Part is also coming from salt loving halo-bacteria which use are not algae but are photosynthetic. They use bacterioruberin and salinixanthin for photosynthesis but not chlorophyll. these are carotenoids and pink, and responsible for many pink salt lakes like lake Hiller. (there is an interesting link between these bacteria and why chlorophyll is so inefficient that is worth reading)

the last is indeed beta-carotene, produced by salt tolerant algae.

In the case of that particular lake algae appears to be the major factor. However there are many pink lakes each caused by a different mix of carotenoids produced by salt loving organisms which depends on just how salty it is.

As for why it looks pink instead of orange, the answer is carrots have other pigments that shift the color further towards orange, particularly yellow pigments. Also water is transparent so mix a pigment into it and you get a lot of subsurface scattering which can shift color towards blue, this is part of the reason water is blue. Purple and pink are artifacts of how the human eye sees color and not "real" colors so when you combine reds and blues you get pinks and purples.

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    $\begingroup$ Thanks for your answer! "...salt itself in such lakes is pink..." is surprising to me, I've never heard of pink salt. Your comment also mentions that the salt can be pink but I've never heard of at least an inorganic salt solution that has such a color. Can you support this with a source? I don't see it stated explicitly in the Wikipedia article linked in your comment that it's the salt itself that produces the color. $\endgroup$
    – uhoh
    Dec 31 '20 at 22:05
  • $\begingroup$ In solution? Can you find a source supporting that iron makes salt solutions pink? The optical properties of crystals are often affected by dopants (e.g. the variety of colors of diamonds and sapphires) but those effects are related to the crystal structure. Once dissolved, they crystal structure is destroyed and thse effects are no longer relevant. $\endgroup$
    – uhoh
    Dec 31 '20 at 22:19
  • $\begingroup$ trace minerals (mostly iron) turn sea salt pink. Not all sea salt is pink but many are. this is especially noticeable in thick layers of salt. Interestingly you can get darker pink and even red salt due to a build up of carotenoids in the deposited salt when it is deposited in isolated basins (allowing hyper-saline conditions to persist and the micro-organims to thrive). $\endgroup$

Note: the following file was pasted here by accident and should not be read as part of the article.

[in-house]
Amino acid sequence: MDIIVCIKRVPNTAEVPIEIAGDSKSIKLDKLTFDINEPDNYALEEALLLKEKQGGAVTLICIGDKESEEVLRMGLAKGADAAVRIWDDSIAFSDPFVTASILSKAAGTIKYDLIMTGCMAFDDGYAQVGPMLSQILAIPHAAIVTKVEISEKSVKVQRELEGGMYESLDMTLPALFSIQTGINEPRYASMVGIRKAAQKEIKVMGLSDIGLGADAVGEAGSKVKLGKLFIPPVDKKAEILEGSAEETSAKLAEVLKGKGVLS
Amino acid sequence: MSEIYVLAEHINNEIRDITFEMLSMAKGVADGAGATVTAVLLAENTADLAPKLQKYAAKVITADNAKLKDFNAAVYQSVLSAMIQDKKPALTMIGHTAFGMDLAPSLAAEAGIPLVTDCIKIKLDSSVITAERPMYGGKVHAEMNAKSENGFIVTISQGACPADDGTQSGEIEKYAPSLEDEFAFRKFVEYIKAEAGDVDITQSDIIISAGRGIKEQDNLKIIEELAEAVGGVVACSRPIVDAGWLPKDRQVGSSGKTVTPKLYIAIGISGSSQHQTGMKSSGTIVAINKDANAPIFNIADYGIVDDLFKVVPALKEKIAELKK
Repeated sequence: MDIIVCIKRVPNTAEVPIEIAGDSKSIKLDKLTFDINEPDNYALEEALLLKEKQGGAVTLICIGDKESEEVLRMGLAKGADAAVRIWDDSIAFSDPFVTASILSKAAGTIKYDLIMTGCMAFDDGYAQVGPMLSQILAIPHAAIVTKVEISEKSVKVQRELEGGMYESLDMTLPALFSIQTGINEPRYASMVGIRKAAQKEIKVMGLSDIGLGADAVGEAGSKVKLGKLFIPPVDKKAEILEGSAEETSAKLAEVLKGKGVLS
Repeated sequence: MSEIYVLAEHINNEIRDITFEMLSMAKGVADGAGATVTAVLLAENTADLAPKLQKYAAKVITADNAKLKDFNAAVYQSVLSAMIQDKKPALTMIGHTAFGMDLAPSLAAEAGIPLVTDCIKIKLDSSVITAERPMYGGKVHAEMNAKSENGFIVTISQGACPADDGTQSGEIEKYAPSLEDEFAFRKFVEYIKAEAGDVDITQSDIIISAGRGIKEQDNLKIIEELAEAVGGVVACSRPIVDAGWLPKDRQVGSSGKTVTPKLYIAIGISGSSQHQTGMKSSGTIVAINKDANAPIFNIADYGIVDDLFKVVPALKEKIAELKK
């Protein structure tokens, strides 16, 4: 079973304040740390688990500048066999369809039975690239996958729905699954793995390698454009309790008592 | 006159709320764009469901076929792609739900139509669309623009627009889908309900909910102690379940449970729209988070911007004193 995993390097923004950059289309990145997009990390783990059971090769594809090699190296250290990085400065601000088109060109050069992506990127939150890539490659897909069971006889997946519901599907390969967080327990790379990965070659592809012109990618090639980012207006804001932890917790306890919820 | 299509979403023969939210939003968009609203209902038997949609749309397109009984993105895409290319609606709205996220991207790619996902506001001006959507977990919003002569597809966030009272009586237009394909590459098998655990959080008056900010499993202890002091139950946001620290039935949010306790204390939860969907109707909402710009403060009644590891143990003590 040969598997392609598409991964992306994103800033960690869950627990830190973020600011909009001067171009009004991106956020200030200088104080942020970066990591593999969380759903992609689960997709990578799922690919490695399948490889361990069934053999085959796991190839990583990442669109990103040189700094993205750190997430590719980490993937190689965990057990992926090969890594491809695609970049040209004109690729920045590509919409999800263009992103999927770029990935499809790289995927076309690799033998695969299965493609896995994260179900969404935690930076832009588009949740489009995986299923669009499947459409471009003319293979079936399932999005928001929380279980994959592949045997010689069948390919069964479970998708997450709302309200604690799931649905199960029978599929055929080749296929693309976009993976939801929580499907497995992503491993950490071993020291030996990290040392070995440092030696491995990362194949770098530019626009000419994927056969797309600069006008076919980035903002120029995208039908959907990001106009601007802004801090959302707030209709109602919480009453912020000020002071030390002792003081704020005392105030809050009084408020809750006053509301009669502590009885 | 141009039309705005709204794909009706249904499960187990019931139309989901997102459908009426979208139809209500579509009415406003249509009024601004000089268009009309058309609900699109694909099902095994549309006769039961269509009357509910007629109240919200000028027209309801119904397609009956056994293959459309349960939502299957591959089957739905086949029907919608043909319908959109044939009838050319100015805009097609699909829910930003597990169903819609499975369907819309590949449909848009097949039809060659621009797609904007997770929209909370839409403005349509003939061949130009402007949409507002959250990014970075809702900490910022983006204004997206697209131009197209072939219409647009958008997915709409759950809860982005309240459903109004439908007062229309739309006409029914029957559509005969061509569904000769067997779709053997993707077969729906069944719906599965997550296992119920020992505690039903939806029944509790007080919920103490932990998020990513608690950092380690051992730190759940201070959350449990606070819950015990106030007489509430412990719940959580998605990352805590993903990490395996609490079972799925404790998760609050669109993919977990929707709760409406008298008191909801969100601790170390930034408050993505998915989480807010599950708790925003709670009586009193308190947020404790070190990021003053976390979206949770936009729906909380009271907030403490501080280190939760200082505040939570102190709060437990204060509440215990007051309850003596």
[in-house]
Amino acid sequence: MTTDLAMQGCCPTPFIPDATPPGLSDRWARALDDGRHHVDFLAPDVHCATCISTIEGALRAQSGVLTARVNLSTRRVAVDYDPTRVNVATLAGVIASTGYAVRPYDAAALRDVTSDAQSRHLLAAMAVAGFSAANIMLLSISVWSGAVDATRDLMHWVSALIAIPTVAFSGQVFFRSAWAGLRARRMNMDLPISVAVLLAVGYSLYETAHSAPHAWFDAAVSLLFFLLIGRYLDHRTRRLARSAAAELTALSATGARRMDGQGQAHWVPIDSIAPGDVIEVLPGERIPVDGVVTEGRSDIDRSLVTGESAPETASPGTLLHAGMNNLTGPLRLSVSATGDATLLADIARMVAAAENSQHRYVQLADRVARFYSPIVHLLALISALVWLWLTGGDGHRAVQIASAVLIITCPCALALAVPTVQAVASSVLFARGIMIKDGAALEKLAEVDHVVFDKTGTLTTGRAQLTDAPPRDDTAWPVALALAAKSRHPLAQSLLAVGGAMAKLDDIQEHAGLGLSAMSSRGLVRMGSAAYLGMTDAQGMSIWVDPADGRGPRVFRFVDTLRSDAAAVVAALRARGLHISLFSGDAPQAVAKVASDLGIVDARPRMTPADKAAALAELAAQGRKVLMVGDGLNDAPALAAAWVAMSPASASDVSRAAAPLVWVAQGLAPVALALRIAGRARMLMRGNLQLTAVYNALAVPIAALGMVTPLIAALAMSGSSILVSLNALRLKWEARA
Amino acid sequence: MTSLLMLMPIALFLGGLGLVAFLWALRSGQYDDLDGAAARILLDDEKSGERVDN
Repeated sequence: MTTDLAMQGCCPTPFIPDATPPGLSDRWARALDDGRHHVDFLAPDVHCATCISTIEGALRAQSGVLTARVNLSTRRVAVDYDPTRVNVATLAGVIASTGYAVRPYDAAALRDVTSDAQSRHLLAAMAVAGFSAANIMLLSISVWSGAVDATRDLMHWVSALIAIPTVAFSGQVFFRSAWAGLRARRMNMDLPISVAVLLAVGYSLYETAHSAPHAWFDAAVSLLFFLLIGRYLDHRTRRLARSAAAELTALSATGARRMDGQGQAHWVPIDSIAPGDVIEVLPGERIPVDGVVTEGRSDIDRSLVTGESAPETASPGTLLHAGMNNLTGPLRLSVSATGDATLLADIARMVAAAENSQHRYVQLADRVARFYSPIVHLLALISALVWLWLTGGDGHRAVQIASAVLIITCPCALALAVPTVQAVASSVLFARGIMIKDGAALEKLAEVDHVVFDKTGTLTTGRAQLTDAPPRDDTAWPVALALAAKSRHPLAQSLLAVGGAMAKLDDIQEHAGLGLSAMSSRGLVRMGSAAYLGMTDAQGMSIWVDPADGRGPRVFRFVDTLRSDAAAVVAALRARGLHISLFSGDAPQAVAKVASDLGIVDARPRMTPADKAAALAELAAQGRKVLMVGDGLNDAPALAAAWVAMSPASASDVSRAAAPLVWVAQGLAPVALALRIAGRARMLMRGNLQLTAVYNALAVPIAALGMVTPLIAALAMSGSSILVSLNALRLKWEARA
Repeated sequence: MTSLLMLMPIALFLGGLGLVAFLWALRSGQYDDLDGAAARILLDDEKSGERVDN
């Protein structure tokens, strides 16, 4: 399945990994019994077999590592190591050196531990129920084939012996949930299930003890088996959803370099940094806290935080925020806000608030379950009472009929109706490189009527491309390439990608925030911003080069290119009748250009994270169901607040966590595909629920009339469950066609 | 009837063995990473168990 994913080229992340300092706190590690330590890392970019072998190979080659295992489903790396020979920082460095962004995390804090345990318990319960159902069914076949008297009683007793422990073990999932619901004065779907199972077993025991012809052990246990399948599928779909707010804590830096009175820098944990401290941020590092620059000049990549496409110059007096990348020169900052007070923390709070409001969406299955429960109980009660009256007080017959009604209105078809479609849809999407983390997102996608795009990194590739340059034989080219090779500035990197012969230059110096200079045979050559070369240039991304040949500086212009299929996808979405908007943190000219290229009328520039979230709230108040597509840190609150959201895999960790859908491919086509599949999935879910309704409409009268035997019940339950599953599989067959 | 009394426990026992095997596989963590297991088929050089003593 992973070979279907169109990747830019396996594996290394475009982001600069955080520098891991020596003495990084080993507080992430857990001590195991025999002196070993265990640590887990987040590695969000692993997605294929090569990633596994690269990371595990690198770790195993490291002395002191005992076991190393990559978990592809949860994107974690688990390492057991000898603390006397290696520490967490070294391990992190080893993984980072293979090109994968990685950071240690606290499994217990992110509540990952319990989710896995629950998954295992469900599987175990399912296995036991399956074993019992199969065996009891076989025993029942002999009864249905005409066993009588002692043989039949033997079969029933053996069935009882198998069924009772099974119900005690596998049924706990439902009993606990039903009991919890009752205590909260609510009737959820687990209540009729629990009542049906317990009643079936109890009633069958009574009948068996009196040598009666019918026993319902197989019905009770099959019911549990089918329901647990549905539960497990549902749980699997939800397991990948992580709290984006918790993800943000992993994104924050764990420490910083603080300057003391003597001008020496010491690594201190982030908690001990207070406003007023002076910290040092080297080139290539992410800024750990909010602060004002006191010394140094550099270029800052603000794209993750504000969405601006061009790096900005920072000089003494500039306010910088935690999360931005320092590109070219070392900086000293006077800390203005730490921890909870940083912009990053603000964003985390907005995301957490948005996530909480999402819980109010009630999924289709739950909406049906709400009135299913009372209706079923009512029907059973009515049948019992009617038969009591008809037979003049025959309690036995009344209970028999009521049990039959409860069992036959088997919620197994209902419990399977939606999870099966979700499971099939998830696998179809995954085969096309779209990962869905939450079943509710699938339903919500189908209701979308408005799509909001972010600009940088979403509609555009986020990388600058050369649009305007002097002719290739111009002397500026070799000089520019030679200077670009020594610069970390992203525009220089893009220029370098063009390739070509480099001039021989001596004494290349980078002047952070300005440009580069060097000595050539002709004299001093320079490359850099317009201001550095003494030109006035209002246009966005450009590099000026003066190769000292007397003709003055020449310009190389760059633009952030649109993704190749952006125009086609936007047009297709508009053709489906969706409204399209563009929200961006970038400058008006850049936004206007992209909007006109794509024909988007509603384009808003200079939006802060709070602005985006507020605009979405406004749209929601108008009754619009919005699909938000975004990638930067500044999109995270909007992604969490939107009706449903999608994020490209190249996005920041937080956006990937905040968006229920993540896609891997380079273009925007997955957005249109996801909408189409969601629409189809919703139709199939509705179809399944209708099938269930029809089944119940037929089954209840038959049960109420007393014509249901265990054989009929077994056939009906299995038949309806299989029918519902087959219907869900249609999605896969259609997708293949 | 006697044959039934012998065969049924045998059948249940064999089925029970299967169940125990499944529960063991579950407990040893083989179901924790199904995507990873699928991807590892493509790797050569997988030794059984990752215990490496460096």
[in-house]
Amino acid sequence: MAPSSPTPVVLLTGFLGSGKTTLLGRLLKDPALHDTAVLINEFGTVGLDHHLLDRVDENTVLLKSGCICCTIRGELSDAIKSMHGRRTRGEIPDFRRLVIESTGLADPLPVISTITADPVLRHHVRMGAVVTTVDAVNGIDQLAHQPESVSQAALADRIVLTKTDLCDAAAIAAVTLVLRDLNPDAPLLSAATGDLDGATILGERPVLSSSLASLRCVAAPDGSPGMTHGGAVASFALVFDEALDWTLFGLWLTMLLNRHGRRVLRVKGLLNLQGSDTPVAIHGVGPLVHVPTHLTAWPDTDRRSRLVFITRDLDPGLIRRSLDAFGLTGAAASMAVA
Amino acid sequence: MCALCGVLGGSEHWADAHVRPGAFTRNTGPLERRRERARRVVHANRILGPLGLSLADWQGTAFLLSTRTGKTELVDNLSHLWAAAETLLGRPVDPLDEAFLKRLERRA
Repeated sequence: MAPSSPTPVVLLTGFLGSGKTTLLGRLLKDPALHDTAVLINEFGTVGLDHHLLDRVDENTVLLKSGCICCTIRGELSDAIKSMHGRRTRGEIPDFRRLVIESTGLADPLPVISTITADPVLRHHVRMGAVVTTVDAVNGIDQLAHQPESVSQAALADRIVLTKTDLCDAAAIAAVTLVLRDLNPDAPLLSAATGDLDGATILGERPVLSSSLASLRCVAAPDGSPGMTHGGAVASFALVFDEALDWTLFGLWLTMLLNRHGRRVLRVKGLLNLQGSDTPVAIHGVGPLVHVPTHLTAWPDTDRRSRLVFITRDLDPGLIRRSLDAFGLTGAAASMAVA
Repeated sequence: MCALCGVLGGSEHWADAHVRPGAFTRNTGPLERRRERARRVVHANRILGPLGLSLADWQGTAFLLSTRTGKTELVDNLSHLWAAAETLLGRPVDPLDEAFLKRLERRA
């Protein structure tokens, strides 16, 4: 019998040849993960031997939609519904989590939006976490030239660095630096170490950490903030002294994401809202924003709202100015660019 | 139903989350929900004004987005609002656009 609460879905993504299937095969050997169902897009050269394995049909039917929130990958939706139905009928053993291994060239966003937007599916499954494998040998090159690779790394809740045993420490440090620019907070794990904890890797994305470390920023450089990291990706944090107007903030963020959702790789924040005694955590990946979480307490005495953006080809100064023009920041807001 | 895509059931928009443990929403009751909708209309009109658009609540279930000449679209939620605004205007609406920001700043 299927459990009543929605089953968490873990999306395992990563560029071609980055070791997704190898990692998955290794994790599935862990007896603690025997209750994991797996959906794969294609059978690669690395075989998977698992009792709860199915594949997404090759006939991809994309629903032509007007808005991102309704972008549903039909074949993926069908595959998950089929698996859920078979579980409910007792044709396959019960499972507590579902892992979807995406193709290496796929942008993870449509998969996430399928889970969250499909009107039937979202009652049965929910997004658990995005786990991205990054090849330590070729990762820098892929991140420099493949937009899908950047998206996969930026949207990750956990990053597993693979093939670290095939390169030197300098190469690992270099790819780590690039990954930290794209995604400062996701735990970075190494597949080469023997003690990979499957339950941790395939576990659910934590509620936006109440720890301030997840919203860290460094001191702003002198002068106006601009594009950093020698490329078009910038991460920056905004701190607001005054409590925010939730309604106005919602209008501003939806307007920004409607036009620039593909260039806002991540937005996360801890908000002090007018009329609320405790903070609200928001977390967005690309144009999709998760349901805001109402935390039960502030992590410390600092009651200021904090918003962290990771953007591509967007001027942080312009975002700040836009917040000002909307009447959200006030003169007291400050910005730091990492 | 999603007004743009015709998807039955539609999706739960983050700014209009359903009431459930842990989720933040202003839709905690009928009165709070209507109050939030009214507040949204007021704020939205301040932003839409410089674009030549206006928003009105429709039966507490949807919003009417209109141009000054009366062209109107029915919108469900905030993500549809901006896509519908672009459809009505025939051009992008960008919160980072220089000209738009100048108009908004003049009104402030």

– John
    Dec 31 '20 at 22:22
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    $\begingroup$ I was referring to pink lakes in general, I stated that the lake in question algae was the major factor. $\endgroup$
    – John
    Dec 31 '20 at 22:35
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    $\begingroup$ read the one about the algae which is a different orgaimsims, that survives in less salty lakes, said lakes are sill MUCH saltier than normal sea water. also look at salt farming in which halo bacteria often take over super saturated brine pools turning them pin, often getting pinker as they become more salty. you will rarely get all there at the same time but it is very possible to have two of them at the same time. $\endgroup$
    – John
    Dec 31 '20 at 23:42
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Not sure which kind of microorganism they talk about, but beta-carotene is a red-orange~ish pigment (as you pointed out, also produced by carrots). The pink coloration I would assume is the product of the color mixture of the pigment with green-blue from the water (not the water itself but the blue reflection from the sky + any other algae in the water). If they release it (the beta-carotene) to the water, again not sure which organism they talk about but it's probably not like it, since beta-carotene is a photosynthetic compound. Therefore is pretty likely they may want to keep it inside.

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    $\begingroup$ Do you have any sources? $\endgroup$
    – TanMath
    Apr 1 '19 at 3:01
  • $\begingroup$ It was pure guess, but here you go $\endgroup$
    – user50823
    Apr 1 '19 at 8:54
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    $\begingroup$ @N.P. the message "...requires additional references. Please edit to add citations to reliable sources..." should be interpreted literally. If you can edit your post to add your citation to your answer, along with a short description of how the reference supports your answer (usually a short block quote from it is sufficient) that would improve the quality of your answer. Thanks! $\endgroup$
    – uhoh
    Apr 2 '19 at 23:41